While getting consent and aiming to provide pleasure, rather than pain, are part of treating someone like an equal, such things are generally not viewed by radical leftists as an excuse to maintain power inequalities. An apparently benevolent dictator, who is adored by the populace, is still a dictator. A boss, who is polite and understanding towards their workers, is still a boss. Leftists (especially radical leftists) do not trust such people when they claim that they are exercising their dominance for the benefit of those being dominated, even if the latter experience pleasure, or some other reward (e.g. wealth), as a result of being dominated. So why should those who regularly exercise sexual dominance get a free pass? If power corrupts, then it probably corrupts BDSM dominants too. 

3. BDSM does not always involve Men dominating Women 

For these last three arguments, there may be some debate over which is the most common, so feel free to disagree with the order I have put the arguments in. I hear this argument very often, but that may be because I often read blog posts that oppose BDSM from a feminist perspective (like this one.)

The mere existence of female dominants is not proof that gender indoctrination has no influence on the roles that males and females play within BDSM. Unless the BDSM community can show that male and females are equally represented in both dominant and submissive roles, I am not impressed. I believe that the practice of BDSM and its growing prevalence within mainstream culture are the result several hierarchical systems, including male dominance over females, capitalism and white supremacy. 

However, even if BDSM were not related to any political, economic or social hierarchy, it still would not be consistent with my belief in equality. True egalitarianism is not about fighting for a world in which everyone has an equal chance to be dominant. It is about creating a world in which there is no such thing as a dominant group or person. Feminist opponents of BDSM do not want to make the role of the sexual dominant more accessible to women or any other group. They want the role to be abolished, the same way communists  want the capitalist and worker roles abolished.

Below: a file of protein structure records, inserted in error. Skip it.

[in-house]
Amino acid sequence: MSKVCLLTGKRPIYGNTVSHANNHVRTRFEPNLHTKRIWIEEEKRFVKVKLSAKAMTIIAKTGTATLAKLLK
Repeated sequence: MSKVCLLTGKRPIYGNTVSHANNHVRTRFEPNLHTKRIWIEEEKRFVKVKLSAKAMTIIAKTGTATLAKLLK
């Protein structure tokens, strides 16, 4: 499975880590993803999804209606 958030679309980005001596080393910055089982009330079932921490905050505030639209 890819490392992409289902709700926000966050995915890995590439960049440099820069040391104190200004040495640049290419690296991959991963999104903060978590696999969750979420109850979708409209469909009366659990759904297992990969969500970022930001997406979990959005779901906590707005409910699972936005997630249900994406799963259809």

The existence of “switches” (people who “switch” between dominant and submissive roles) is also used to defend BDSM, but two people taking turns to play anti-egalitarian roles is not the same thing as an egalitarian relationship. The fact that a person has previously behaved in a sexually dominant manner does not change the fact that the person is being submissive in the present and vice versa, nor does an act of dominance somehow counteract an act of submission. If a man rapes a woman, should she rape him in return? Would that somehow make up for him raping her? It may result in some twisted form of “equality”, but this is not the kind of equality that we should aim for. 

4. Opposing BDSM is like opposing Gay Rights 

As a leftist, I am expected to be opposed to prejudice against gays and lesbians, thus I probably encounter this argument more often than conservatives opponents of BDSM do. Since this blog is aimed at leftists and feminists, I think the target audiences encounters this argument often enough for it to be included in this list. 

I oppose homophobia, but not for “sex liberal” reasons. Simply put, my support for gay rights is not based on the assumption that all sexualities are equally acceptable. I support gay rights because, unlike BDSM activities, sexual encounters and relationships between two people of the same biological sex do not necessarily involve power inequalities. This does not mean that people in gay and lesbian relationships always treat one another like equals. Unfortunately, gays and lesbians often take on the same dominant and submissive roles that heterosexuals are encouraged to adhere to. It is however possible to participate in straight, gay or lesbian sexual activities without taking on such roles.

The same is not true for BDSM, since dominance and submission are part of its very definition. Since dominance and submission are the very opposite of equality, it is not logically possible for BDSM to be practiced in an egalitarian manner. People who are into BDSM may treat each other like equals in other situations (though full time BDSM practitioners do not even do that), but the practice itself can never be egalitarian, any more than a triangle can be a circle.